Changes to welfare pushed by President Barack Obama's administration are providing his Republican challenger Mitt Romney with material for a new round of attacks, including a television ad released Tuesday.
The changes, which would allow states greater flexibility in administering their welfare-to-work programs, came in a directive issued by the Department of Health and Human Services in mid-July. At the time, some Republicans claimed the new rules amounted to a "gutting" of work requirements for welfare recipients, which were a central element of the bipartisan welfare reform law signed by President Bill Clinton in 1996.
In Tuesday's ad from the Romney campaign, an announcer points to Clinton's achievement, and claims Obama's directive would "gut welfare reform by dropping work requirements."
"Under Obama's plan, you wouldn't have to work and wouldn't have to train for a job.
They just send you your welfare check," the announcer continues. "And welfare to work goes back to being plain old welfare."
Romney campaign spokeswoman Andrea Saul said the welfare ad was one piece in a larger push to highlight the Obama administration's changes to ways states administer welfare.
"Middle-class Americans are working harder and harder to make ends meet," Saul wrote. "Under President Obama, they have fewer jobs and less take-home pay. And now, President Obama wants to take their hard-earned tax dollars and give it to welfare recipients without work requirements."
Romney, she wrote, "would restore the work requirement in the welfare law so that recipients know the dignity of work instead of the dependency of a handout."
The Obama administration directive, issued July 12, allows individual states to experiment with changes to their welfare-to-work programs, which are federally funded. The intent, according to the directive, is to "challenge states to engage in a new round of innovation that seeks to find more effective mechanisms for helping families succeed in employment."
The welfare-to-work program affected by the directive -- the Temporary Assistance for Needy Families (TANF) -- was created by the welfare reform law signed by Clinton in 1996. That measure was considered a win for conservatives, who long pushed for a provision that required work training for Americans receiving government assistance.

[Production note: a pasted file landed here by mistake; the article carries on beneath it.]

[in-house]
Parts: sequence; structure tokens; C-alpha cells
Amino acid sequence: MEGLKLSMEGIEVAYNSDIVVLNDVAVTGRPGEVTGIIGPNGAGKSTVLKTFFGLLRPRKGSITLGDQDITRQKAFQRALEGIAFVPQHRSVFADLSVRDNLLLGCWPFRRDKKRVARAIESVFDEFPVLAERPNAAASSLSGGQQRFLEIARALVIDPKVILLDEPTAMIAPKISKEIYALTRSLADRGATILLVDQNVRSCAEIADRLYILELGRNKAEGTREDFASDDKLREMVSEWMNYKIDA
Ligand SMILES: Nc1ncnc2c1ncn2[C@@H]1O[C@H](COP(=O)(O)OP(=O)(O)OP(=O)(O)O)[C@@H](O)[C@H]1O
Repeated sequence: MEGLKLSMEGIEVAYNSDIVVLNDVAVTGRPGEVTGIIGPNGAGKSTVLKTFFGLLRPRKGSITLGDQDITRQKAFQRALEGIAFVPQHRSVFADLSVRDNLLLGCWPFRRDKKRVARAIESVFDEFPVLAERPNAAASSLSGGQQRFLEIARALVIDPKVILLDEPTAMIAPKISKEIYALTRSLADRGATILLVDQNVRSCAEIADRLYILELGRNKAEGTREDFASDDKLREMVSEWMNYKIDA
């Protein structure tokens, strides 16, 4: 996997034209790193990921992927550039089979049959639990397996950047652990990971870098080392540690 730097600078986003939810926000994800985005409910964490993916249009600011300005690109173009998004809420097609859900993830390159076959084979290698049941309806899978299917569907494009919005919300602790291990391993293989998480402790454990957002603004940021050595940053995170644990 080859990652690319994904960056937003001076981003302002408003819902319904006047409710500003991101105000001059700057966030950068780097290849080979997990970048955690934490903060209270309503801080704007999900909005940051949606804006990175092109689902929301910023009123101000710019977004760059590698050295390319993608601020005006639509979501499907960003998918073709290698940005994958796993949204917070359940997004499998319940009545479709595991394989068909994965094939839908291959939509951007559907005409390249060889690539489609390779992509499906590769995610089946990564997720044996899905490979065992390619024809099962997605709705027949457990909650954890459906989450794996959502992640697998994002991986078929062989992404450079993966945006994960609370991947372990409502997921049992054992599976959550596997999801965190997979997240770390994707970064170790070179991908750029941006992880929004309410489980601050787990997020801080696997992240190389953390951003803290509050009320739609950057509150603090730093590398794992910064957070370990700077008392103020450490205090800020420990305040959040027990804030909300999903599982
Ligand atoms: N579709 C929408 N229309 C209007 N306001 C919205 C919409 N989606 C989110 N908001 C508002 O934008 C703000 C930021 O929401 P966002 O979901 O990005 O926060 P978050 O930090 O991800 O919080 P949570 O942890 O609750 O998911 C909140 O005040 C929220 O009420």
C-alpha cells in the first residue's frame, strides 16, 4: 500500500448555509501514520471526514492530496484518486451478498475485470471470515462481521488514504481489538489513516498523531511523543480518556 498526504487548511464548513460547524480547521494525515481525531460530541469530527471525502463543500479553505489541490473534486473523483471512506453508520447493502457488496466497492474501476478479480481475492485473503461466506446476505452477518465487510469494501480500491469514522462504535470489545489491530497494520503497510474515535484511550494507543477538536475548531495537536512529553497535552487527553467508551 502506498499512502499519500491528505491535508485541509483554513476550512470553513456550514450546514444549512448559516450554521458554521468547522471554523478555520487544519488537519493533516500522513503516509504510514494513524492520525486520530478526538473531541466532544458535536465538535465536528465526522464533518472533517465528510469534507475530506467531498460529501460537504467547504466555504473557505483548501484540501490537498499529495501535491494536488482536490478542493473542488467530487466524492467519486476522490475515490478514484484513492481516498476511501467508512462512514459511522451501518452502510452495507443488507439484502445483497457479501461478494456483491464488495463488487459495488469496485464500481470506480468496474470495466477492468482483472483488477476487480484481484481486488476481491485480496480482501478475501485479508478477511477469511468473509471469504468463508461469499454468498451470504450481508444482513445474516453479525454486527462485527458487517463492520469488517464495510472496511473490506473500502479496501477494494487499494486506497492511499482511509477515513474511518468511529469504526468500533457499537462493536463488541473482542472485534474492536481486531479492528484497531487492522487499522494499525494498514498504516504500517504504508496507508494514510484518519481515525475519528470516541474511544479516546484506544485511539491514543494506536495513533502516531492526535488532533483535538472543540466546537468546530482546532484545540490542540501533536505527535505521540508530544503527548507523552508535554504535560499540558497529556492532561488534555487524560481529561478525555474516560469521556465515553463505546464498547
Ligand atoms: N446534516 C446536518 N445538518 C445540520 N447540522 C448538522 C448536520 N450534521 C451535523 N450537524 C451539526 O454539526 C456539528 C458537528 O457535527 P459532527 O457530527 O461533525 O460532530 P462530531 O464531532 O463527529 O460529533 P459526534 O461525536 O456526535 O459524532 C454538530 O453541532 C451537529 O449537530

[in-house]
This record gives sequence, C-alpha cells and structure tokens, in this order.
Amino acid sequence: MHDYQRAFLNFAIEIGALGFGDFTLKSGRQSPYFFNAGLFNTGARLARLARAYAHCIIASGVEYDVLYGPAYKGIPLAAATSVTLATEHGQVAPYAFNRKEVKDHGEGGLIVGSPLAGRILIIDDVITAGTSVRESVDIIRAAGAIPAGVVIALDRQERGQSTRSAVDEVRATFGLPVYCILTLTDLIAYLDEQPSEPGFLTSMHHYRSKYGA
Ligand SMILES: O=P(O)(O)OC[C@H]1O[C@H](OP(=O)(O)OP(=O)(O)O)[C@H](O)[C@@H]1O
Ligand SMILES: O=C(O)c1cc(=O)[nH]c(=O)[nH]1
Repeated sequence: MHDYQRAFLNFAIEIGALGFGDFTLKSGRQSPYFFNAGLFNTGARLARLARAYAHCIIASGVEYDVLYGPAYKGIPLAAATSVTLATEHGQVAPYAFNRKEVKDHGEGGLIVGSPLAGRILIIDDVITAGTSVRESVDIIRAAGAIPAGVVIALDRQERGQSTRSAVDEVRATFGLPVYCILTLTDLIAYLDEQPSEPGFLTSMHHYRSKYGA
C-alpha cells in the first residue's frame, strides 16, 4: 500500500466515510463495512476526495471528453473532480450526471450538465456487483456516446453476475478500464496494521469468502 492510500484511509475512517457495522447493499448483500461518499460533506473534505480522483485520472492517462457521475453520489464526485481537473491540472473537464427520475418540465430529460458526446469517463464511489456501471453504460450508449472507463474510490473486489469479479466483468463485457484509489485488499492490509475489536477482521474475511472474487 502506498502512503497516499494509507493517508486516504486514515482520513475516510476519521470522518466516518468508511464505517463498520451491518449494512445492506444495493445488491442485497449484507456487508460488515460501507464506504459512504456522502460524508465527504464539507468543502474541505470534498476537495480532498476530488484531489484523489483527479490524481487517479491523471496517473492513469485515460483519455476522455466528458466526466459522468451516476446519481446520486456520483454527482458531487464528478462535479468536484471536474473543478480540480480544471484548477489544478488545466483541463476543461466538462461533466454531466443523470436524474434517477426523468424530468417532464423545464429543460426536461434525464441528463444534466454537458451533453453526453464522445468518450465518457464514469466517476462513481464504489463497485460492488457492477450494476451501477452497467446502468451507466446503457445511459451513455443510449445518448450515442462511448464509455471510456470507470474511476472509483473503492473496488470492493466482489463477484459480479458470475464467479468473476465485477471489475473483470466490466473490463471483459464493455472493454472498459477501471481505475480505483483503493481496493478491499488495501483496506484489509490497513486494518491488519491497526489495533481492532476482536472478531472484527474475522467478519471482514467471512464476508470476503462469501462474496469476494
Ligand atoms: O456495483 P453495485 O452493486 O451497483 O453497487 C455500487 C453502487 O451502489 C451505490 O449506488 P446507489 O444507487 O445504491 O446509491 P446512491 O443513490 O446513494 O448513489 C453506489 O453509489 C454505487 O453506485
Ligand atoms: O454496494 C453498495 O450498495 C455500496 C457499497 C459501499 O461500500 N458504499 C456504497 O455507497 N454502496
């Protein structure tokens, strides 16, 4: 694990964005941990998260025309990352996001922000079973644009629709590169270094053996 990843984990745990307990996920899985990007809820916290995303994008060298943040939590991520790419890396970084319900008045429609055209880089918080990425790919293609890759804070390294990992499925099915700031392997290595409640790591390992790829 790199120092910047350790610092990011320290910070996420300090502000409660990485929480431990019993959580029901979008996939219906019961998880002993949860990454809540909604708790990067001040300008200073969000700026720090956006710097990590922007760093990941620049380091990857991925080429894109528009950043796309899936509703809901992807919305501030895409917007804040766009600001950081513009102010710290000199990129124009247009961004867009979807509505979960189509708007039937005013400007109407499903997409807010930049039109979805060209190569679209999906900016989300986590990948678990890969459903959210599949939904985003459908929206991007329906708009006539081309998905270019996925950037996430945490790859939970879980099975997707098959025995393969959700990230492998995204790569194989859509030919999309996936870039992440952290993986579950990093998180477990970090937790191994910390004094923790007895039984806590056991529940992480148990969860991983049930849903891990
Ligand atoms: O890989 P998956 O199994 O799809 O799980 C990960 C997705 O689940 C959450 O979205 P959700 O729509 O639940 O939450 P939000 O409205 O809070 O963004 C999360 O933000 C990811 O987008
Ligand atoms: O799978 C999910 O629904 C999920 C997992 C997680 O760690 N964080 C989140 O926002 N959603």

The Obama administration argues the potential changes would help people move quickly from welfare rolls to paying jobs by reducing burdensome requirements, including excessive paperwork. Jay Carney, the White House Press Secretary, said on July 18 that any suggestion Obama was "gutting" welfare-to-work programs was false.
"This policy will allow states to test new, more effective ways to help people get and keep a job," Carney said.
He called Republican criticism of the changes "hypocritical," pointing to past support from Republican governors -- including Romney -- for waivers to the federal requirements.
"Given this long, documented history of bipartisan support, it is surprising, to say the least, to see this kind of flip-flopping on the part of Republicans," Carney said.
In 2005, Romney signed a letter along with 29 other state governors to then-Senate Majority Leader Bill Frist, calling for greater state flexibility in managing their TANF programs.
"Increased waiver authority, allowable work activities, availability of partial work credit and the ability to coordinate state programs are all important aspects of moving recipients from welfare to work," the letter read.
In a memo Tuesday, Romney's campaign Policy Director Lanhee Chen wrote that Romney has remained consistent in supporting work requirements for welfare recipients.
"Because Massachusetts had implemented reforms of its own shortly before the federal reforms of 1996, it was actually exempt from many of the federal requirements when Romney took office as governor," Chen wrote.
"But nevertheless, facing an overwhelmingly Democratic legislature in one of the most liberal states in the country, Romney vetoed efforts to weaken work requirements and he pressed repeatedly to instead strengthen them and bring them in line with federal standards."